vulnerable in a way that was disarming. We went out a few times but we were rather
different and it didn’t work out. I talked to him occasionally while I was recovering from
my accident, then not at all for a long time. I thought I’d never hear from him again.
It was a big surprise a year or so later when he called me at 2am, so drunk that I
couldn’t understand what he was saying. I told him that he had the wrong number and
he said “you went out with me and you don’t know who the fuck I am?” That was the
magic moment when I understood who it was and that he was using again. I got him off
the phone but texted him a day or so later asking if he was okay. He shrugged it off and
said he was just hungover. I asked him again if he was okay and this time Ponyboy told
me he was clean. I knew it was bullshit, but I wasn’t going to pursue it. I thought he was
a nice person, but it wasn’t my problem. Until a few months later when he reached out
to me. Most of his family had died and his drug use meant that his friends were either
fellow addicts or were no longer friends. I thought of my father and the many people he had been a friend to during such times, So I decided I would be a friend, but not an enabler.
He looked like death when I went to see him. The bone structure that was lovely a few
years before was on display in a way that made him hard to look at. I could tell he was
still using because his stutter was gone. We watched a movie and talked about everything that had happened in our lives. He was so proud of the apartment he had and the room he had for Emily. He showed me everything he had scored at thrift stores and yard sales. I couldn’t deny that he had a big, if misguided heart. But I wasn’t going to go along with the charade. The next time we talked, I laid into him about not really being clean and how some day he was going to leave his daughter without a dad. We talked a lot then. Ponyboy wanted to be clean. When he was sick with withdrawals I brought him soup, crackers, and toilet paper.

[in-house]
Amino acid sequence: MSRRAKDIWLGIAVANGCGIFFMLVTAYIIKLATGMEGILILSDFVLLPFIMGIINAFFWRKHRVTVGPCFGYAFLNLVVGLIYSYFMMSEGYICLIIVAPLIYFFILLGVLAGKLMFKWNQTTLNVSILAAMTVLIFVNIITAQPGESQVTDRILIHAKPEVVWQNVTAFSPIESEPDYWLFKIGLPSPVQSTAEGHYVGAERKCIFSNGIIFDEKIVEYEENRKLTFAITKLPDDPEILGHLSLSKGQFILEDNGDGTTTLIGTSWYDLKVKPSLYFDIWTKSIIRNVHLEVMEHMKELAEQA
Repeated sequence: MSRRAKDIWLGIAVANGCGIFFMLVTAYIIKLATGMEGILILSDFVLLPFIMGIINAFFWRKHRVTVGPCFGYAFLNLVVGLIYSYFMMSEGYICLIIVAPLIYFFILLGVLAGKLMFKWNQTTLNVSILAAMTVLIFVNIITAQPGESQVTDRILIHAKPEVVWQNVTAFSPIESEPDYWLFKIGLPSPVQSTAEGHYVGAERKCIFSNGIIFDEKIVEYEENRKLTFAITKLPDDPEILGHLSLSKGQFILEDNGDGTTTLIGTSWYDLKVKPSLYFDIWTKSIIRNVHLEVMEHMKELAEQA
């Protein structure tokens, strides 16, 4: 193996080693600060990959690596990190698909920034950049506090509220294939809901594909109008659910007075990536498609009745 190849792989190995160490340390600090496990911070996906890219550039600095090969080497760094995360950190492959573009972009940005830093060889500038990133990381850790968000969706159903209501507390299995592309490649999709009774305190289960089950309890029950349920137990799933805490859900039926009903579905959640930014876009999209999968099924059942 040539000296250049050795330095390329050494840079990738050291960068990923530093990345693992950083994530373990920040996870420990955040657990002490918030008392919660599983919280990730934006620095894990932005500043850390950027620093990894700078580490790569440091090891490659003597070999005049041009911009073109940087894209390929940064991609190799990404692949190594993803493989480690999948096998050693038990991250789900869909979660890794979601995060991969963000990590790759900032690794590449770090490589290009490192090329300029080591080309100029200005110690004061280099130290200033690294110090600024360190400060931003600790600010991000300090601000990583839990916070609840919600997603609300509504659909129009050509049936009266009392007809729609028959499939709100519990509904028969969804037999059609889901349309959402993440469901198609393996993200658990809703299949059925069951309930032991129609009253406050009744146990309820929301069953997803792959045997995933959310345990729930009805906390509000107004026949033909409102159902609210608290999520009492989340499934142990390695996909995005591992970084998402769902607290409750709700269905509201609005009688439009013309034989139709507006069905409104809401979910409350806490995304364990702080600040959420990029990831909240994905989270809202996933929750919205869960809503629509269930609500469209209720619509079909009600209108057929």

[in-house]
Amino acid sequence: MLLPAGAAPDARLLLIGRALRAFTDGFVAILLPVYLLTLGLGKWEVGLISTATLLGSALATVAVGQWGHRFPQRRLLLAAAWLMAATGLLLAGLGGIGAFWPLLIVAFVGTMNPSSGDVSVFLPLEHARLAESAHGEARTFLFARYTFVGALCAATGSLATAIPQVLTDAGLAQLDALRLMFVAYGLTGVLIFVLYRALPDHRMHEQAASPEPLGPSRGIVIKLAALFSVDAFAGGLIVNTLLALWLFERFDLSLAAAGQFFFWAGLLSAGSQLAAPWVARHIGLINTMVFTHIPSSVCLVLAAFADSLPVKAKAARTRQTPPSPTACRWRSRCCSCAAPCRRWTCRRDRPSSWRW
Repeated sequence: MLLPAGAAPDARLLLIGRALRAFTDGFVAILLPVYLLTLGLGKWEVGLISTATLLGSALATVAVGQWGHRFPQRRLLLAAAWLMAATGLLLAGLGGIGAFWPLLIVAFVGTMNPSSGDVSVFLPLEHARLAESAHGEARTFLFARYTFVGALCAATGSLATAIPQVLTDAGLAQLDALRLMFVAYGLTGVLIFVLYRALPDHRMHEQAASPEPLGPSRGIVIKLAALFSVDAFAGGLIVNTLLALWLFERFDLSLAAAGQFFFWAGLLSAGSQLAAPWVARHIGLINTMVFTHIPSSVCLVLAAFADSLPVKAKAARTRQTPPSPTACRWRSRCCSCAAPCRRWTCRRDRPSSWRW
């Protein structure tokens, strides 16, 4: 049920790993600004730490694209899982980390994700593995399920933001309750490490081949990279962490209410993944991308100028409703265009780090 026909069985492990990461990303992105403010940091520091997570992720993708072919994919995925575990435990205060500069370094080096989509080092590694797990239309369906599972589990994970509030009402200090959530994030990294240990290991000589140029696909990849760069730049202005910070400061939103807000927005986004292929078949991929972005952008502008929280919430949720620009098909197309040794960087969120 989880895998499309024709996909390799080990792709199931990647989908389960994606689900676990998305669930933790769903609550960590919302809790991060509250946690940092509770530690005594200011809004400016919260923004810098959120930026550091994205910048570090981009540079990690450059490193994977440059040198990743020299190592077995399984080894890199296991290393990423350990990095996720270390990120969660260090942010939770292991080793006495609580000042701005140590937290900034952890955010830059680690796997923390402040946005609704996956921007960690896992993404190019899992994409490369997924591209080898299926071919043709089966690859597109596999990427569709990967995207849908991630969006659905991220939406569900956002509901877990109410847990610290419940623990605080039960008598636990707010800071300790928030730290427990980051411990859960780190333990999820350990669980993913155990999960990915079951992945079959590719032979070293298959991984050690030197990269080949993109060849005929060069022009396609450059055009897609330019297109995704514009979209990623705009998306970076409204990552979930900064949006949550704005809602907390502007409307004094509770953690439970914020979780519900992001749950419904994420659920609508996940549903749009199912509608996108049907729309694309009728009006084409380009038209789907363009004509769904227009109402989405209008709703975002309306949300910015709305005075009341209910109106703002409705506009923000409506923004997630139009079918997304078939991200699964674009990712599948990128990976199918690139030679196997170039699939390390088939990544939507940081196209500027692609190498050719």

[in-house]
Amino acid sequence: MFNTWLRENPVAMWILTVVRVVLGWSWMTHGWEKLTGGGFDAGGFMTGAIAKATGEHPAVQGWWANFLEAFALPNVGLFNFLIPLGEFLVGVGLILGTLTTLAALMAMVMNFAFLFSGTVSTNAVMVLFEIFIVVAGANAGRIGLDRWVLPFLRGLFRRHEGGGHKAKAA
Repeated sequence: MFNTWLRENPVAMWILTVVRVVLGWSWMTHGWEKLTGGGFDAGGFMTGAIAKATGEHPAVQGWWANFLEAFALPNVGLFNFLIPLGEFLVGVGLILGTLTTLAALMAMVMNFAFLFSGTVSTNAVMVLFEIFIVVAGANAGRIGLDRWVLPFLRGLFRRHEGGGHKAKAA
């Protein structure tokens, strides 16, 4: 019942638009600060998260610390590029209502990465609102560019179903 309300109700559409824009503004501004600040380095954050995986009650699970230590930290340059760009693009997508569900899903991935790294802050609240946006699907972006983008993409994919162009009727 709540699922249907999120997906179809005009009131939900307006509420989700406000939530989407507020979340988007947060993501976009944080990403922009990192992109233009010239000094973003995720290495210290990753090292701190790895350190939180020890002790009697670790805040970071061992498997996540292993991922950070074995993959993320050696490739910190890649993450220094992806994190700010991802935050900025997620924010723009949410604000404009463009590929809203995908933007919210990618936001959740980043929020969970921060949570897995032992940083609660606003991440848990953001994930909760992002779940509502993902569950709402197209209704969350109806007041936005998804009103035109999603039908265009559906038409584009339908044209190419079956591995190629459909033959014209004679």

That was the last time I saw him. He was laying on his couch, wrapped in a blanket. He
thanked me and smiled. We talked a few more times. He invited me to go to the zoo
with him and his daughter once. His stutter was back. He seemed hopeful. The few
times I talked to him after that, he told me he was doing well. I really wanted that to be
Tuesday night, his name popped up on Facebook because some one had written
“rest in peace” on his page. I had to read it a few times. It wasn’t that I didn’t think it was
possible or even probable, still, it punched me in the gut. All of those little moments that I’d been trying desperately to keep control of all week shot out of me in body shaking sobs. He was an addict and chose to do drugs in the first place, so I shouldn’t feel that bad, right? But I do. I feel bad for the daughter who will barely remember him. I feel bad for selfish reasons, too. I was a lot happier thinking that maybe I had helped him. That maybe I was wrong when I yelled at him about the damage he’d do to his daughter. About how it would shape who she was. I had realized I was wrong about so much in my life and felt defeated by the times I was right. Still, I stand by my original assessment. I think that he had a good heart and that he really wanted to stop. It’s stupid and sad that he didn’t. But I don’t regret a minute of the time I spent trying to help him. I wasted nothing. It is part of who I am.